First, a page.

Gastrointestinal Infection as a Trigger for Inflammatory Bowel Disease
PURPOSE OF REVIEW:
There is accumulating evidence on the importance of microbes in the development and maintenance of both the intestinal and immune systems. This review focuses on the current findings on the role of gastrointestinal pathogens in the cause of chronic inflammatory bowel disease.
A number of intestinal pathogens including Mycobacterium avium subspecies paratuberculosis, adherent-invasive Escherichia coli, and Campylobacter species are associated at fairly high prevalence with Crohn's disease, while two recent studies found a low prevalence for cytomegalovirus. In a prospective study, M. avium subspecies paratuberculosis detection in early Crohn's disease was low and comparable to controls, while much higher in an established inflammatory bowel disease cohort. In the pediatric setting, a high prevalence of Clostridium difficile was seen in both active and inactive Crohn's disease and ulcerative colitis patients. Some studies have speculated that Salmonella or Campylobacter infection may increase the risk of inflammatory bowel disease on long-term follow-up, but detection bias was found to obscure the risk. Recent studies in mouse models have demonstrated that a combination of factors, including viral pathogens, genetic susceptibility, and commensal microflora, can lead to intestinal pathology.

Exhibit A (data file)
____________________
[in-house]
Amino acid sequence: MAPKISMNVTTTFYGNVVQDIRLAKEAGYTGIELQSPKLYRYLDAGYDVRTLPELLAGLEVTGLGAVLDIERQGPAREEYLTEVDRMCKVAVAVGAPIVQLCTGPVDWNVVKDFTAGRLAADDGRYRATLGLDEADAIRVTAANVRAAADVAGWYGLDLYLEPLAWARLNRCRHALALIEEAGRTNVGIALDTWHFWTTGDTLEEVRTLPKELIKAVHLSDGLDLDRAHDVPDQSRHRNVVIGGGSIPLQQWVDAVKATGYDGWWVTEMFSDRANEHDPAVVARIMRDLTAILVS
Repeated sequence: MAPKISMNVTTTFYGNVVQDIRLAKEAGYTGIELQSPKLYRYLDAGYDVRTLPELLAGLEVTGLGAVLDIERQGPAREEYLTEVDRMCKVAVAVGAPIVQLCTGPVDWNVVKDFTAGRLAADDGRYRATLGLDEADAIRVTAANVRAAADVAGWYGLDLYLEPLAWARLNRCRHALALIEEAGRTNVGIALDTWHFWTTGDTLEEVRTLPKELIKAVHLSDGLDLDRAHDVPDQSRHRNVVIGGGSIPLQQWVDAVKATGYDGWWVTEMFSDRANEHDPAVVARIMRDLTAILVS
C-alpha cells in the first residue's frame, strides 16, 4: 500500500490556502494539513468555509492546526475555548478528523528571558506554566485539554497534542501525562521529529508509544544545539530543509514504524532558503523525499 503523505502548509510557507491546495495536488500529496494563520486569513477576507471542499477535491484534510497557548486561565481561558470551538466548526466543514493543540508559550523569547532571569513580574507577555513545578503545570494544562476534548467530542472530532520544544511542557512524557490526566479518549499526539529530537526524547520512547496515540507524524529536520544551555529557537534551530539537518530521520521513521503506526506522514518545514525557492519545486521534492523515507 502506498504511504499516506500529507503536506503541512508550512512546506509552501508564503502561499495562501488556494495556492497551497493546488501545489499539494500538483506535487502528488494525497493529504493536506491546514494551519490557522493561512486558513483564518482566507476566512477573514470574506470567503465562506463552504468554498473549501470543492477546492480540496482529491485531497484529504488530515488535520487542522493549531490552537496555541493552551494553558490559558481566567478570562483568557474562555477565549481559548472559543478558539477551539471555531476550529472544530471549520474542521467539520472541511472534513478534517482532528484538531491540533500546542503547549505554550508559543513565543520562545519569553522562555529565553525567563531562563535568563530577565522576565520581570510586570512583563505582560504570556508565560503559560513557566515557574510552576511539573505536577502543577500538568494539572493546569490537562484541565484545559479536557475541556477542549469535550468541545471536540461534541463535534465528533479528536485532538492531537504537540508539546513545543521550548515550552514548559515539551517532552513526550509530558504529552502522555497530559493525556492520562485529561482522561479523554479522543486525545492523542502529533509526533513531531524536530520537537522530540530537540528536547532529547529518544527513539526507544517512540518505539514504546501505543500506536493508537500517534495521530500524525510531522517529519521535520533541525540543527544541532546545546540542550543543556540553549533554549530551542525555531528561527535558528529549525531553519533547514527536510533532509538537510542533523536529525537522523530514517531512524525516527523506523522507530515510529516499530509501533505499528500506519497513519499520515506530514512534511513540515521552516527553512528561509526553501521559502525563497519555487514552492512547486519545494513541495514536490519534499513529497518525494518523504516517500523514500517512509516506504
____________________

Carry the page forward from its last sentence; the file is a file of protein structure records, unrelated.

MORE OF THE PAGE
No evidence for causation of inflammatory bowel disease by a single agent has been found, whereas a number of microbes have been strongly associated with the presence of disease. The majority of recent studies support a role for the ability of intestinal pathogens to promote chronic inflammation in individuals with genetic susceptibility and/or other environmental factors which remain to be identified. These factors may include subsets of commensal microflora.
Mann, E. A.,
& Saeed, S. A.
(2012). Gastrointestinal Infection as a Trigger for Inflammatory Bowel Disease. Current Opinion in Gastroenterology, 28 (1), 24-29.